• Experian — 1-888-397-3742
  • Equifax — 1-800-525-6285
  • TransUnion — 1-800-680-7289

Depending on what type of fraud alert you request, you may be required to enter in specific information related to past incidences.  

Are there different types of fraud alert options?

Yes, you may have as many as three options.

Temporary Alerts

A temporary fraud alert is good for one year and ensures that creditors must take additional steps to verify your identity, such as call you at home. You do not have to be a victim to request a temporary alert. 

7-Year Fraud Alert

Also known as an extended fraud alert, a 7-year fraud alert is more difficult to get. You must prove you have been a victim of identity theft and are in need of an extended alert. To prove you have been a victim you will need to provide either a police report or an FTC identity theft report.

Active Duty Report 

A military report is great if you are going to be serving abroad for an extended period of time and will not be able to easily manage your accounts. It only lasts for one year, but, if needed, you can have someone with power of attorney request to have additional fraud alerts placed on your credit reports when needed. Just make sure you designate them before you’re deployed!

Do fraud alerts hurt your credit score?

No, fraud alerts do not negatively impact your credit score in any way, but they do delay credit applications. To some extent, then, they could hold your credit score back if you applied for a large line of credit, but in and of themselves they don’t drop your score any amount. 

Can you get a fraud alert removed once it’s been requested?

Yes, you can. All you have to do is make a phone call to one of the credit bureaus and answer some verification questions. It can also be done online if you created an account with the credit bureau. 

Is it possible to have someone manage a fraud alert for you?

Yes, but that person must have power of attorney. This representative can also update your contact information and delete any fraud alerts if necessary. This is a great option if you are in the military, or are unable to manage your personal welfare and finances.

Other ways to protect yourself from identity theft:

Placing a fraud alert on your credit report is an effective tool to combat identity theft, but it’s not the only thing you can do. Here are other strategies you can take to protect yourself against this ever-increasing crime:

  • Take the time to review your credit reports once a year. You can view each for free through AnnualCreditReport.com. Review each item to make sure it’s legitimate.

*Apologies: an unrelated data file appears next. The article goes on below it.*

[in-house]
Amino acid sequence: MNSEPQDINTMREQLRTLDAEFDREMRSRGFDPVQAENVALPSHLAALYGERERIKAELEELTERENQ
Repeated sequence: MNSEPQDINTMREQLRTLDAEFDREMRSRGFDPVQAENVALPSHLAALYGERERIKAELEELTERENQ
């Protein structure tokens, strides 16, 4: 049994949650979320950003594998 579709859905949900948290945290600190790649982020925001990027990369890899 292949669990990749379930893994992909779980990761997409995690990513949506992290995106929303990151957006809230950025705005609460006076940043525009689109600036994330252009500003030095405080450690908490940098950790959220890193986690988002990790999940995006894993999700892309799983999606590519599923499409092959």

• Never store any important information on your computers, such as passwords or credit card numbers.
  • Sign up for a VPN, which protects your identity while you are surfing the internet. 
  • Never use the same password for multiple websites.
  • Have up-to-date virus protection and firewalls installed on your computer.
  • Always check your physical mail every day. If you’re going to be away for a few days, place a hold on your mail. This is easily done online through the USPS. 
  • Review all of your bank and credit card statements to make sure no one is using your accounts.
  • Shred or destroy sensitive documents that are no longer needed.
  • Always use security features that come preinstalled on your phone. These include such things as:
    • Two-step authentication
    • Six-digit passcodes
    • USB restricted access
    • Turn on automatic updates
    • Find my device
    • Safe browsing
  • Never give away your personal information to a website that is not secure. 
  • Never give away personal information over the phone.
  • Subscribe to an identity protection service.
  • Request a credit freeze — a new law allows everyone access to a free credit freeze. With this service, creditors can’t access your credit report at all. 

The Bottom Line

Have you ever asked yourself whether or not you should go to the doctor when you were sick? You ended up going to the doctor 9 out of 10 times, didn’t you? 

If you think that maybe you should put a fraud alert on your credit report, chances are you should. There’s really no reason not to. It doesn’t cost anything and it doesn’t hurt your credit score in any way. All in all, it’s better to be safe than sorry.